And Be A Villain by Rex Stout
Review by Matt B. (BuffaloSavage)
Madeline Fraser, with her silver voice and charming manner, became a radio favorite in late 1940s Manhattan. On air one early April day, however, her guests toasted each other with a glass of Hi-Spot, “the soft drink you dream of.” Then, suddenly to everybody’s shock and horror, one of the guests gagged and keeled over dead. The smell of bitter almonds said “cyanide” to the doctors. And “murder” to Lt. Cramer of the Homicide Bureau.
But for a week the cops have gotten nowhere.
Private eye Nero Wolfe, whose curiosity in the case was piqued by the papers, decides to take the case. The more compelling reason, his assistant Archie Goodwin points out in his witty narration, lies in the grim necessity of paying Wolfe’s tax bill of $20,000 (in today’s money, about $197K) to the IRS.
While Wolfe tricks the Police Department into doing most of the legwork, he sends Archie out on assignments related to both the business side and detecting side of the agency. The slow progress of the case tries Archie’s patience. So he needles Wolfe in his subtle way.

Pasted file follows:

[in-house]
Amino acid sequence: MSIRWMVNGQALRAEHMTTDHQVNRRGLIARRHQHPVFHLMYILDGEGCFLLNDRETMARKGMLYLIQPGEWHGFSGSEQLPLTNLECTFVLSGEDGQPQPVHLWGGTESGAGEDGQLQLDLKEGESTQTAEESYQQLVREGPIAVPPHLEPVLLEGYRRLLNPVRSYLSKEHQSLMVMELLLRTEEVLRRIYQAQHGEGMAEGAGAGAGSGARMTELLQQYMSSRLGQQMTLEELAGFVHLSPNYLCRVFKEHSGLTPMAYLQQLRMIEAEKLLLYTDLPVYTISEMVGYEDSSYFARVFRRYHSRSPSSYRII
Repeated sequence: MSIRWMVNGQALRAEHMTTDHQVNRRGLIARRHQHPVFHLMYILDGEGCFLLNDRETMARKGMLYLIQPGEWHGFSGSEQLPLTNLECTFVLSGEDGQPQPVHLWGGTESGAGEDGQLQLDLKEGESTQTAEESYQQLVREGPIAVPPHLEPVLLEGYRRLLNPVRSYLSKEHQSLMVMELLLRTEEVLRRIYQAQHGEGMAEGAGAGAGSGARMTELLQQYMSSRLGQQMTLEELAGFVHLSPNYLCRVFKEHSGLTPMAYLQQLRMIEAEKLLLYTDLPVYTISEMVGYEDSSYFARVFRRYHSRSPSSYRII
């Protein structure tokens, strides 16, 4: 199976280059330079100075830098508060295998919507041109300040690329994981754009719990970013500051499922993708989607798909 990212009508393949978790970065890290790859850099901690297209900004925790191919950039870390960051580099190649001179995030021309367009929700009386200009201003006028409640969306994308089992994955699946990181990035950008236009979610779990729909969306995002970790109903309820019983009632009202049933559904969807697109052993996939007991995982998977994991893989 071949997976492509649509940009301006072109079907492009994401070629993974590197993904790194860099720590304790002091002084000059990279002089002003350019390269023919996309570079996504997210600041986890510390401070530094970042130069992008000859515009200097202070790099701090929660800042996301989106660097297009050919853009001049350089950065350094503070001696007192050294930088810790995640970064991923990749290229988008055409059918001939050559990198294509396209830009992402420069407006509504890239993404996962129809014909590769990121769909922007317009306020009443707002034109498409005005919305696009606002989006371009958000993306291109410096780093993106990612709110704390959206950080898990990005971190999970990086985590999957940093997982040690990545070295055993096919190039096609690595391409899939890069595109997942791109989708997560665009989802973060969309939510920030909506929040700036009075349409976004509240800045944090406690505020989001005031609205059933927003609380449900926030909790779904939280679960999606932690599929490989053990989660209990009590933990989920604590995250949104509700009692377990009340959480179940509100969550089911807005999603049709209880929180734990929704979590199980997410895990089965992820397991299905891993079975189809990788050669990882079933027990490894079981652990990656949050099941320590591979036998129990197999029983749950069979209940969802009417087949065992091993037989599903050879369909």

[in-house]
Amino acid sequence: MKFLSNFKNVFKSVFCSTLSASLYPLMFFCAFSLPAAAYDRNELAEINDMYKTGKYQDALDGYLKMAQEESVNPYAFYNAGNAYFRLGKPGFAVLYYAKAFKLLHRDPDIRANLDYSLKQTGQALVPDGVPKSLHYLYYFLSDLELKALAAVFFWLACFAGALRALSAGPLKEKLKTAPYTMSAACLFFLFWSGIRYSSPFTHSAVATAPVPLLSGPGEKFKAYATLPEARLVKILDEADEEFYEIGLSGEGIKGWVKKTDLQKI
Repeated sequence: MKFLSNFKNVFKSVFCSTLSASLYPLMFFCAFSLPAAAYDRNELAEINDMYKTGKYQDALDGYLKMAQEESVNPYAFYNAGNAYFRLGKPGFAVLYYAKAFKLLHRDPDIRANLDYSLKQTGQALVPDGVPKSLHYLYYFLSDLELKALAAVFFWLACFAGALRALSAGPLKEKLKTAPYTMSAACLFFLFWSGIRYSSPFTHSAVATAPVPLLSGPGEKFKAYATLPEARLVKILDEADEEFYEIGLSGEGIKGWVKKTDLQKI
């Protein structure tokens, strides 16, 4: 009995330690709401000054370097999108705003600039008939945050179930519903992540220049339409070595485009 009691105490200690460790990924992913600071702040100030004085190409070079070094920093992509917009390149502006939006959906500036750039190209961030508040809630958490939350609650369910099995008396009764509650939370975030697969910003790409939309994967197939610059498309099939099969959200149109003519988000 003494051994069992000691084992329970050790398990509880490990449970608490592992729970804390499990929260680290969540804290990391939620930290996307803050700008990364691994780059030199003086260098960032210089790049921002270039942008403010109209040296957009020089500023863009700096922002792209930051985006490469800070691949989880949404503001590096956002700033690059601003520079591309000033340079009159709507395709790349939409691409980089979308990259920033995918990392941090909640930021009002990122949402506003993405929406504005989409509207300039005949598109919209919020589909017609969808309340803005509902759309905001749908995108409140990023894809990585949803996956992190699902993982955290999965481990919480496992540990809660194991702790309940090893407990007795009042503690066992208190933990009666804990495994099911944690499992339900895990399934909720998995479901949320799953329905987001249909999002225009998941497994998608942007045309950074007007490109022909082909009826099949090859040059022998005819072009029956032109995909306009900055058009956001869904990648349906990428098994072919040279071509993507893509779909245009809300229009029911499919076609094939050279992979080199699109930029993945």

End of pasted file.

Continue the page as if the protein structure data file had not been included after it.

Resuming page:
“I have to talk with that girl. Go and bring her.”
I had known it was coming. “Conscious?” I asked casually.
“I said with her, not to her. She must be able to talk. You could revive her after you get her here. I should have sent you in the first place, knowing how you are with young women.”
“Thank you very much. She’s not a young woman, she’s a minor. She wears socks.”
The young woman turns out to be a quintessential bobby-soxer, dazzled by celebrity and tossing out slang that the word-loving Stout obviously enjoys parodying. “Mellow greetings, yookie dookie!” All of the characters, in fact, are well drawn.
To my mind, the post-WWII Wolfe novels are among the best, neither too long nor too convoluted or far-fetched. Unlike the first half-dozen or so Wolfe novels, there are no slow spots. Mystery critics Barzun and Taylor selected this one as one of four best Wolfe novels.